What classes or experiences were useful in preparing you for the summer work?

A general interest in death penalty work and a strong interest in criminal defense work are certainly necessary to engage in this summer work. Criminal law was definitely the most useful course with regard to subject matter, but my legal research course gave me the background necessary to begin my research tasks at LCAC.

What surprised you about the work you did this summer?

I was surprised at the severe funding crisis that Louisiana capital defense attorneys have to deal with on a daily basis. Disclaimer: This may be an across the board experience for capital defense attorneys, but I can only attest to the situation in New Orleans. The funding cuts leave offices without a number of the resources that law firms have at their disposal, as well as being utterly under-staffed. I find this the most surprising because it is the legal work that deals with life or death, the most severe legal consequence imaginable; it’s hard to believe that a legal field that is so important deals with such terrible funding problems.

What was your favorite aspect of this summer work experience?

I loved everything about my job, but what I enjoyed most was being surrounded by fiercely intelligent lawyers who were passionate about their work in a way that I had never experienced. I find it easier to picture myself as a capital defense attorney because I have seen the career in action. The position may entail grueling hours, funding shortages, and frustrating decisions, but it also entails the most rewarding victories, compassionate individuals, and a tremendously important cause.

Has this experience helped you figure out post graduate plans, and if so, how?

My time at LCAC easily reaffirmed my interest in being a capital defense attorney. Because capital defense work is such a niche area of the law, I don’t think that working at anything other than a capital defense office can give you a feel for what such a job would look like. I am glad to have had a chance to see the work on a day-to-day basis and to know that a trial level capital defense position would be something I could see myself doing long term.

How do you think this experience will shape the rest of your time at W&L Law?

My summer experience has only further focused my interest in doing capital defense work, which helps to give direction to my time at W&L. As a result of my job at LCAC, I have made a number of contacts in the criminal defense world that I believe will help further my career goals. For example, I am going to spend time during this academic year working for a lawyer I met this summer prepare for two upcoming capital trials that his non-profit capital defense office is handling. In addition, it gave me a sense of familiarity with death penalty case law such that I feel comfortable entering my 2L year enrolled in criminal procedure, death penalty, as well as VC3.

Career Paths: Bo Mahr ’17L

Bo Mahr ’17L spent the summer working for the White House Council on Environmental Quality (CEQ) in the Office of the General Counsel as a Law Clerk. At W&L Law, Bo serves as vice-chair of the Moot Court Executive Board. He is a graduate of the University of Missouri-Columbia. Bo received partial funding for his internship from the A. Paul  Knight Program in Conservation.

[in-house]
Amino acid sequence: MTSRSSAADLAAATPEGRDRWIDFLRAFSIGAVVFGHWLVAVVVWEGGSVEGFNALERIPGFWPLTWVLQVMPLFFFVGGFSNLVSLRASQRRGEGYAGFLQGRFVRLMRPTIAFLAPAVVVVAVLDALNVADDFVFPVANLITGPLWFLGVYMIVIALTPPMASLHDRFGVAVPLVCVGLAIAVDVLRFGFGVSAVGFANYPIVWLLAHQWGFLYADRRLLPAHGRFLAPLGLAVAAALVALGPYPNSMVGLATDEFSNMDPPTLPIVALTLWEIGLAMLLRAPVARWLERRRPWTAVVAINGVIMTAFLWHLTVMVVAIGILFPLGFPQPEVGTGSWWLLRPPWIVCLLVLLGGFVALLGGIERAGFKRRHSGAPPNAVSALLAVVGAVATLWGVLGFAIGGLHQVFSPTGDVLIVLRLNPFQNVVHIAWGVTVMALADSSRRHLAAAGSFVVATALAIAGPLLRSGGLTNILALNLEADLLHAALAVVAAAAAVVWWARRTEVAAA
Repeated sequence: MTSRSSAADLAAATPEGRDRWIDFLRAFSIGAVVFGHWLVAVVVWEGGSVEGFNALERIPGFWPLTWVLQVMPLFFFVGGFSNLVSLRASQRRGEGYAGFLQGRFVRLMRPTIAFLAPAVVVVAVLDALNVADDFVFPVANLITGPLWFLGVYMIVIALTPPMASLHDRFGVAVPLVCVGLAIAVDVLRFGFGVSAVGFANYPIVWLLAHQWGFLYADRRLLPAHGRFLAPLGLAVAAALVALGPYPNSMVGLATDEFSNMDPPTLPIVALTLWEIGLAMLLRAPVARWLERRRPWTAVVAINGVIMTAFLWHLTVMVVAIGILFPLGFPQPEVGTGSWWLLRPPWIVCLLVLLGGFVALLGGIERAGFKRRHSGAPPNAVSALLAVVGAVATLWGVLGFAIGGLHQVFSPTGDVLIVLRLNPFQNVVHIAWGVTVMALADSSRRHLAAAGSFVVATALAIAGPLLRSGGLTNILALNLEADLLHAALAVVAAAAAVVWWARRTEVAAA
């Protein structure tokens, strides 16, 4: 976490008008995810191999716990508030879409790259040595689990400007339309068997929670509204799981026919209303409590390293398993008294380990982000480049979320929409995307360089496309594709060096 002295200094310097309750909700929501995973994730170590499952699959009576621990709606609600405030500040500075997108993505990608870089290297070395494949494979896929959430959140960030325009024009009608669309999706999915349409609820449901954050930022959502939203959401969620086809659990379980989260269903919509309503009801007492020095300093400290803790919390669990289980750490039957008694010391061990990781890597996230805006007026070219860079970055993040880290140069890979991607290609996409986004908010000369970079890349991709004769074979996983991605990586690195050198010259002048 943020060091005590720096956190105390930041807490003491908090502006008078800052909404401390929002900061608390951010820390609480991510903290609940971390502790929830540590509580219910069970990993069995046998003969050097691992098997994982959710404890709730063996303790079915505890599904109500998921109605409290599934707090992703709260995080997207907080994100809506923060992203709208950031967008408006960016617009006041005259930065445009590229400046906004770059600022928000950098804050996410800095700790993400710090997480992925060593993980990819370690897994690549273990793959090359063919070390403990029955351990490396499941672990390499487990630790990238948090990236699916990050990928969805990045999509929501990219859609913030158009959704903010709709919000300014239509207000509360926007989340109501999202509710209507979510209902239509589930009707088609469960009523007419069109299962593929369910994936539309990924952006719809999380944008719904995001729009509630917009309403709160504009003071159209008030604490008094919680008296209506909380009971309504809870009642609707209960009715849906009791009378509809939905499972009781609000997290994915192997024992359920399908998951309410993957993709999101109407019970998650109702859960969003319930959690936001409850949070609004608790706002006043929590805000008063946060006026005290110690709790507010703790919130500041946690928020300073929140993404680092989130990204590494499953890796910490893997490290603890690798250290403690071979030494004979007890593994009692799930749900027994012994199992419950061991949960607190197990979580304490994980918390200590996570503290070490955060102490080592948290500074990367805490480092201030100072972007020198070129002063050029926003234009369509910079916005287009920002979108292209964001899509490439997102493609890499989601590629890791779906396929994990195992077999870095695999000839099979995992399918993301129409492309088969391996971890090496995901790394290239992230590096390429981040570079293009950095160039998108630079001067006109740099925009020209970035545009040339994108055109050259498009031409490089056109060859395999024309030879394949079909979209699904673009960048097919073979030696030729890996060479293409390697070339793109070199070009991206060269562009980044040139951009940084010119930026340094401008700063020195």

bomahrprofile Career Paths: Bo Mahr '17LBo Mahr ’17L

What did you do for work this summer?

I worked for the White House Council on Environmental Quality (CEQ) in the Office of the General Counsel as a Law Clerk. The CEQ is a part of the Executive Office of the President and helps coordinate and develop national environmental policies and initiatives. The Office of the General Counsel was a small team that included four clerks, four attorneys, and the General Counsel.

How did you get this position?

As a 1L interested in environmental law I was told to talk to Cameron Tommey (’15L). Little did I know at the time, he had previously worked as a Law Clerk at the CEQ. He helped me pull my application together and served as a great resource during the interview process.

Describe your work experience.

Both the breadth and depth of the work done at the CEQ were impressive, and being a part of a small team meant that I was able to contribute from the start. From memos over public lands to briefings about renewable energy credits, I covered more ground in three months than I thought was possible. Overall, it was working with incredibly qualified individuals who cared deeply about the work that set this experience apart.

What were some of the skills you developed this summer?

I refined my ability to communicate with those from other professional backgrounds. A good deal of my time was spent talking with experts in other fields than law. This meant that I had to come up to speed on the technical, economic and scientific side of the issue while being able to frame the legal and regulatory implications in an easily digestible manner. At a place where few people are generalists, this became a key ability to have.

What classes or experiences were useful in preparing you for the summer work?

Professor Jill Fraley, my Law and Geography professor, was key in my preparation for my summer clerkship. Regardless of the issue, legal or otherwise, the ability to write in a concise and understandable fashion was invaluable. While Law and Geography, a writing intensive seminar, covered environmental issues relevant to my work, it was the lessons over sentence structure and organization that proved most valuable.

What surprised you about the work you did this summer?